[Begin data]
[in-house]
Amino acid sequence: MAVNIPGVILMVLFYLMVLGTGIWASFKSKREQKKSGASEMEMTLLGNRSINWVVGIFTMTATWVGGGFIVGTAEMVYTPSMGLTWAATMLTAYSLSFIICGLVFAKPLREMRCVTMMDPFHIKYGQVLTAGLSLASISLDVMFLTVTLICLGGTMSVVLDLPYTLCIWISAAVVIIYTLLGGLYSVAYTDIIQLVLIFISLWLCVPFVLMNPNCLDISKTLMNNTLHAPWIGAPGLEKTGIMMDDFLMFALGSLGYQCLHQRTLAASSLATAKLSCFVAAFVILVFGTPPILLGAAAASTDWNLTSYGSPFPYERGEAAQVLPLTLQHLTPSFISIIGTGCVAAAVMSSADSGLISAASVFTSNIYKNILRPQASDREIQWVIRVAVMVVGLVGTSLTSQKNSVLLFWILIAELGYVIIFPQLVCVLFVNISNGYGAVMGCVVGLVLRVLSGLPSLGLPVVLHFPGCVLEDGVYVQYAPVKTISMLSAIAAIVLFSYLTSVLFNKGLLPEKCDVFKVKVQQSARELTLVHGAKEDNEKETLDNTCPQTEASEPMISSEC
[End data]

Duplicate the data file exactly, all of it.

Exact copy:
[in-house]
Amino acid sequence: MAVNIPGVILMVLFYLMVLGTGIWASFKSKREQKKSGASEMEMTLLGNRSINWVVGIFTMTATWVGGGFIVGTAEMVYTPSMGLTWAATMLTAYSLSFIICGLVFAKPLREMRCVTMMDPFHIKYGQVLTAGLSLASISLDVMFLTVTLICLGGTMSVVLDLPYTLCIWISAAVVIIYTLLGGLYSVAYTDIIQLVLIFISLWLCVPFVLMNPNCLDISKTLMNNTLHAPWIGAPGLEKTGIMMDDFLMFALGSLGYQCLHQRTLAASSLATAKLSCFVAAFVILVFGTPPILLGAAAASTDWNLTSYGSPFPYERGEAAQVLPLTLQHLTPSFISIIGTGCVAAAVMSSADSGLISAASVFTSNIYKNILRPQASDREIQWVIRVAVMVVGLVGTSLTSQKNSVLLFWILIAELGYVIIFPQLVCVLFVNISNGYGAVMGCVVGLVLRVLSGLPSLGLPVVLHFPGCVLEDGVYVQYAPVKTISMLSAIAAIVLFSYLTSVLFNKGLLPEKCDVFKVKVQQSARELTLVHGAKEDNEKETLDNTCPQTEASEPMISSEC